Genome Sequencer 20 System: Breakthrough in a New Applications Age of Sequencing

Jan Berka1, Cynthia Turcotte1, Bruce Taillon1, and Marcus Dröge2*
1454 Corporation, Branford, Conneticut, USA; 2Roche Applied Science, Penzberg, Germany

*Corresponding author

Introduction

The Genome Sequencer 20 System is an ultra-high-throughput automated DNA sequencing system capable of carrying out and monitoring sequencing reactions in a massively parallel fashion. Since the Genome Sequencer 20 System provides a complete solution for ultra-high-throughput DNA sequencing, an individual researcher can for the first time prepare samples and sequencing reactions, generate sequence reads, and assemble genome sequence data within days. The whole genome sequenc­ing workflow from sample input to data output consists of DNA library preparation, emulsion-based clonal PCR amplification (emPCR), PicoTiterPlate device preparation, sequencing run, and data analysis. The output of a single run is typically 20 × 106 nucleotides or more (for the 70 × 75 mm PicoTiterPlate device) at an average read length of 100 high-quality bases, and multiple runs can be pooled for off-line assembly/mapping. The final consensus sequence is output as a FASTA file, with an associated basecall quality score file.

It is the combination of both the massive throughput and low costs per clonal read that enables the addressing of many new applications which were not possible before the launch of the system. This article provides an overview of what is currently possible, including new applications.


Applications

Whole genome sequencing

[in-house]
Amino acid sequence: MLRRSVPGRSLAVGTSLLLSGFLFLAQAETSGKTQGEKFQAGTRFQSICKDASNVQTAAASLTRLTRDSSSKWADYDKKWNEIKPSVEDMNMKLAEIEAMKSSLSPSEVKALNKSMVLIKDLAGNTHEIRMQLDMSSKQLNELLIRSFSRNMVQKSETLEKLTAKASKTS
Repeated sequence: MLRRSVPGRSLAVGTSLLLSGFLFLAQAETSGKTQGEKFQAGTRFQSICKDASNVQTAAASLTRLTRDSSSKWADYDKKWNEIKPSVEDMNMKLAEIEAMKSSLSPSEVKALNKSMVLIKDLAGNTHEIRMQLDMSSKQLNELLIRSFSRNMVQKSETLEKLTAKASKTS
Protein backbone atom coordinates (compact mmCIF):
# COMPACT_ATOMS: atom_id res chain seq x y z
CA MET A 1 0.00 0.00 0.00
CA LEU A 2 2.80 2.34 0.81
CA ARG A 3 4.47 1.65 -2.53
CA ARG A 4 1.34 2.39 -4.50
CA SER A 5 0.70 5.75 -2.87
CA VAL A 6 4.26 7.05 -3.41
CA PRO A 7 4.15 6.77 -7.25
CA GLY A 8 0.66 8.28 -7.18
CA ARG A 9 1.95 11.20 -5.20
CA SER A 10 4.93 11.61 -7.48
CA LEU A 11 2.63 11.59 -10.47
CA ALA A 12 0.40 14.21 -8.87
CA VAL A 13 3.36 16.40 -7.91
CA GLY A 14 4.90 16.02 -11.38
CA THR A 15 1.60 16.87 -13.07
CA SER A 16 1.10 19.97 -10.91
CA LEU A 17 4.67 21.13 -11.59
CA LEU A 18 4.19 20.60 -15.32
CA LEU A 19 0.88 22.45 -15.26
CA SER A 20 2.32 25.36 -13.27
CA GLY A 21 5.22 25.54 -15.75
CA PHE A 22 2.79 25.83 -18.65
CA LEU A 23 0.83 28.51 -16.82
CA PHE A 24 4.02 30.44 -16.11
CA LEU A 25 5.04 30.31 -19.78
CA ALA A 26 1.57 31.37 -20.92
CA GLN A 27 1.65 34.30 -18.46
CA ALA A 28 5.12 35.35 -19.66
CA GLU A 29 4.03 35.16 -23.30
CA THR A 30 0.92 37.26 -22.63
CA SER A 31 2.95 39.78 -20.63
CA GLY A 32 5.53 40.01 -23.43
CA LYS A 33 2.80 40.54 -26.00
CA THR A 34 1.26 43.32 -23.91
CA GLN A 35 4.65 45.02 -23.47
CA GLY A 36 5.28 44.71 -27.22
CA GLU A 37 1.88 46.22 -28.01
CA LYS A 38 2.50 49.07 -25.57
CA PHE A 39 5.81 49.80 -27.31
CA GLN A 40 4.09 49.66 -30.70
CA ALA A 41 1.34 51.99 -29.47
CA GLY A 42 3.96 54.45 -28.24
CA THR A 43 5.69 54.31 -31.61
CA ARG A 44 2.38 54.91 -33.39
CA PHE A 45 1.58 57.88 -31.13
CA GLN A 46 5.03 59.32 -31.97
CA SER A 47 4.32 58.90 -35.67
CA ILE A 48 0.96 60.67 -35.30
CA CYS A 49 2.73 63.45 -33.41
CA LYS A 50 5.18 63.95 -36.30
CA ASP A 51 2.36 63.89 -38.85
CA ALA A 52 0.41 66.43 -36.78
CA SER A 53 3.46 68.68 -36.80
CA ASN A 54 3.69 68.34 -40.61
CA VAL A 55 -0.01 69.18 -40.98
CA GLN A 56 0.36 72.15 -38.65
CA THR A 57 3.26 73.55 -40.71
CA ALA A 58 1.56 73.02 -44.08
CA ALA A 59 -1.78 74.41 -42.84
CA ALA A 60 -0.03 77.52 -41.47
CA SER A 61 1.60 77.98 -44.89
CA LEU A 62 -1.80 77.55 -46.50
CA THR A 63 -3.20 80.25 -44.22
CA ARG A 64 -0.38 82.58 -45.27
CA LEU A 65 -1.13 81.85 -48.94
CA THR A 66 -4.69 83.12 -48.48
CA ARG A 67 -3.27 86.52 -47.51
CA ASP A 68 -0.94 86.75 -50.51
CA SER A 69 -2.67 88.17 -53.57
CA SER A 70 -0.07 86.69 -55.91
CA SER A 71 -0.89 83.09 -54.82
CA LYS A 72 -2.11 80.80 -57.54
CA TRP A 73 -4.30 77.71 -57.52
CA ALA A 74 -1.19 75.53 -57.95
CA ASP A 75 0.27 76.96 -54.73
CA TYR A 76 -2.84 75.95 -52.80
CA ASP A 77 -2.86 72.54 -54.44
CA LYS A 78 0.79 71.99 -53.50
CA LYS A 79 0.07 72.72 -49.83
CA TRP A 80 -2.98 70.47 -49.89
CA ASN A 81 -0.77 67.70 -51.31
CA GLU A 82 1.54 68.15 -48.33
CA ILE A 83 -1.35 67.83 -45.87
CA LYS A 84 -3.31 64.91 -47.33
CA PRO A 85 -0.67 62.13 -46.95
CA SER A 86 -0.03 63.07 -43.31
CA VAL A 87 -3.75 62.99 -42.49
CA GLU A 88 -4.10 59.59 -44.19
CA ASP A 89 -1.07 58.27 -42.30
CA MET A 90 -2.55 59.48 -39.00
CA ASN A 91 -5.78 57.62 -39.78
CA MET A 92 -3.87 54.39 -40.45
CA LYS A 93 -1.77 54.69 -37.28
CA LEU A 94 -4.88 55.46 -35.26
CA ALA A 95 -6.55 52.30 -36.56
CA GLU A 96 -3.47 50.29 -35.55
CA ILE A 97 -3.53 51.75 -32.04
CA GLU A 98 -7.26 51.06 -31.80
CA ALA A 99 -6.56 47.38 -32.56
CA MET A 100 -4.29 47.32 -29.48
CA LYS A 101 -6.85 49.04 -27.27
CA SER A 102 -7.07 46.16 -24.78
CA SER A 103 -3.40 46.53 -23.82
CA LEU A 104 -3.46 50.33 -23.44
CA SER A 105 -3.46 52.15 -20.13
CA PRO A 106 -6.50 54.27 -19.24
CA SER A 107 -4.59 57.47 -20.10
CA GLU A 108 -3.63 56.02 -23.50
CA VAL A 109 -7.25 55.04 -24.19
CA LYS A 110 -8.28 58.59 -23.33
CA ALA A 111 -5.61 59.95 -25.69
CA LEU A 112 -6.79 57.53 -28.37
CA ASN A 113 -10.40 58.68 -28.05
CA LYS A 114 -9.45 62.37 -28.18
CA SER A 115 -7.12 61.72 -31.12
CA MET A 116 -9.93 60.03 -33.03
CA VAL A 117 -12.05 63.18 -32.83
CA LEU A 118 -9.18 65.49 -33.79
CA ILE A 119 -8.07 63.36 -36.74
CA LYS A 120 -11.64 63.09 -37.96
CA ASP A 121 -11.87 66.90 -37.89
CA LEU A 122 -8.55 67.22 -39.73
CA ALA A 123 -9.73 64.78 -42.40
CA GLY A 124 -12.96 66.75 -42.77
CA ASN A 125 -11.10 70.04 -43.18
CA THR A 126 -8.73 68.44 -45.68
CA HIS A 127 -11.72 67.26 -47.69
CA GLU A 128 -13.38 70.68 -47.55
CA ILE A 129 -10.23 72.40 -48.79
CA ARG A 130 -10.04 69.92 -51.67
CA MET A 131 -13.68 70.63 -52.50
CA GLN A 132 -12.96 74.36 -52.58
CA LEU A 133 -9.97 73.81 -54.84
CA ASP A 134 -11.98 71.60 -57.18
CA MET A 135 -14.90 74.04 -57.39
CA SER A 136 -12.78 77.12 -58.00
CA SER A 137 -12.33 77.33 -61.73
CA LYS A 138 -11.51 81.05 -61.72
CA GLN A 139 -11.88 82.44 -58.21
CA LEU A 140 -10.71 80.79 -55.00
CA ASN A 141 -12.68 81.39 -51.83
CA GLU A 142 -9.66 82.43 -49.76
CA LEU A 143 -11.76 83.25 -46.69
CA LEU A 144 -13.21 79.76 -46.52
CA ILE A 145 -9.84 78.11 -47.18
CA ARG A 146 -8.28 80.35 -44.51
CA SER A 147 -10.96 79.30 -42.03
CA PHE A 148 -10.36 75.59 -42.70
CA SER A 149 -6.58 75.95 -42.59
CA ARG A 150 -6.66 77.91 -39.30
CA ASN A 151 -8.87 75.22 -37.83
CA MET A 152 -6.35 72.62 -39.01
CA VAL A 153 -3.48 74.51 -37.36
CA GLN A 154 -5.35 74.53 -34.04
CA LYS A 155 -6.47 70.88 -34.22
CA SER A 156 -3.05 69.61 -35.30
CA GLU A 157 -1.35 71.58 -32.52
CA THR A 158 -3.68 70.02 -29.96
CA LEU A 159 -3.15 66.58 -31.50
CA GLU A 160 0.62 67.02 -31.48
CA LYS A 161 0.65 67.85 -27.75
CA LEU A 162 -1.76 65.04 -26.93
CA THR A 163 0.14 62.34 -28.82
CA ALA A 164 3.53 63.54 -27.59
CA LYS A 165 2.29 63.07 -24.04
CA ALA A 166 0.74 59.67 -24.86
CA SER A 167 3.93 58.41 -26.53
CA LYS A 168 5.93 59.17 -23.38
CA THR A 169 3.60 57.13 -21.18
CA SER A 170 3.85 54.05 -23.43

The Genome Sequencer 20 System has already revolutionized whole genome sequencing of microorganisms. For instance, sequencing of a 3 megabase bacterial genome up to a high-quality draft is now possible within days, rather than months. Due to the fact that high-quality reads at an average read length of 100 bases are generated, both de novo assembly as well as resequencing (mapping) of genomes is possible.

The mapping application generates the consensus DNA sequence by mapping, or alignment, of the reads to a reference sequence, as well as a list of high-confidence mutations. The current version of the Genome Sequencer 20 Software has the capacity to analyze genomes up to 50 Mbp in size at 15-25x depth of coverage. The mapping application will typically result in ≥99.99% accuracy over 95% of the non-repeat parts of the genome (Q40+ bases), when the average genome coverage is at least 15-fold. The assembler application will yield N50 contig sizes ≥10 kb with ≥99.99% accuracy over 95% of the non-repeat parts of the genome (Q40+ bases), when the average genome coverage is at least 25-fold. Examples of several bacterial genome assemblies are shown in Table 1.

Since the Genome Sequencer 20 System uses ­neither cloning, nor electrophoretic separation, sequence coverage biases normally associated with these techniques are eliminated. We have indeed confirmed the lack of sequence coverage bias by sequencing several bacterial genomes. The remaining gaps in assembled genome sequences are due largely to the presence of sequence repeats longer than ~75 bp. This means that the Genome Sequencer 20 System is particularly useful in sequencing AT-rich organisms resistant to subcloning in E. coli. One example is sequencing of the filamentous fungus Neurospora crassa. By using the 454 sequencing technique, 2.5% additional sequence information has been identified compared with the Sanger sequencing approach. Not surpris-ingly, the GC content of this additional information was quite low (27%; www.genome-sequencing.com)